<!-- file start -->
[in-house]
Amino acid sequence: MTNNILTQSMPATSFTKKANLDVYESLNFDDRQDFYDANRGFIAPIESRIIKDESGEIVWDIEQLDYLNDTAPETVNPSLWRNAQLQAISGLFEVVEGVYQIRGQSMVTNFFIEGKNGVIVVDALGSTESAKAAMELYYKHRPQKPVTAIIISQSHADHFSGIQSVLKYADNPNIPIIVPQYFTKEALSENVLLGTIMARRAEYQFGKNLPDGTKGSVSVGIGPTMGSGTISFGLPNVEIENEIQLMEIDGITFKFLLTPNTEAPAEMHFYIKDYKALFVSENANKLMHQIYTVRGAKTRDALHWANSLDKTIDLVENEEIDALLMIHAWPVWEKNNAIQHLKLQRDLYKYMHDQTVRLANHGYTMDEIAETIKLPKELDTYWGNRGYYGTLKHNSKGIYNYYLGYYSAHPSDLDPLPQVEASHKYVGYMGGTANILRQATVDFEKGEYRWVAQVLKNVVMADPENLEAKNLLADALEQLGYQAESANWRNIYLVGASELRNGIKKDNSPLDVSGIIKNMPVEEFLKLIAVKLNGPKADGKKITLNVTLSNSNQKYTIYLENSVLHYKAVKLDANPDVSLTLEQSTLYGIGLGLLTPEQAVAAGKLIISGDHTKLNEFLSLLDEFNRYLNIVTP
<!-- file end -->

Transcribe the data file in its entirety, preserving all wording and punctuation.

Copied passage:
[in-house]
Amino acid sequence: MTNNILTQSMPATSFTKKANLDVYESLNFDDRQDFYDANRGFIAPIESRIIKDESGEIVWDIEQLDYLNDTAPETVNPSLWRNAQLQAISGLFEVVEGVYQIRGQSMVTNFFIEGKNGVIVVDALGSTESAKAAMELYYKHRPQKPVTAIIISQSHADHFSGIQSVLKYADNPNIPIIVPQYFTKEALSENVLLGTIMARRAEYQFGKNLPDGTKGSVSVGIGPTMGSGTISFGLPNVEIENEIQLMEIDGITFKFLLTPNTEAPAEMHFYIKDYKALFVSENANKLMHQIYTVRGAKTRDALHWANSLDKTIDLVENEEIDALLMIHAWPVWEKNNAIQHLKLQRDLYKYMHDQTVRLANHGYTMDEIAETIKLPKELDTYWGNRGYYGTLKHNSKGIYNYYLGYYSAHPSDLDPLPQVEASHKYVGYMGGTANILRQATVDFEKGEYRWVAQVLKNVVMADPENLEAKNLLADALEQLGYQAESANWRNIYLVGASELRNGIKKDNSPLDVSGIIKNMPVEEFLKLIAVKLNGPKADGKKITLNVTLSNSNQKYTIYLENSVLHYKAVKLDANPDVSLTLEQSTLYGIGLGLLTPEQAVAAGKLIISGDHTKLNEFLSLLDEFNRYLNIVTP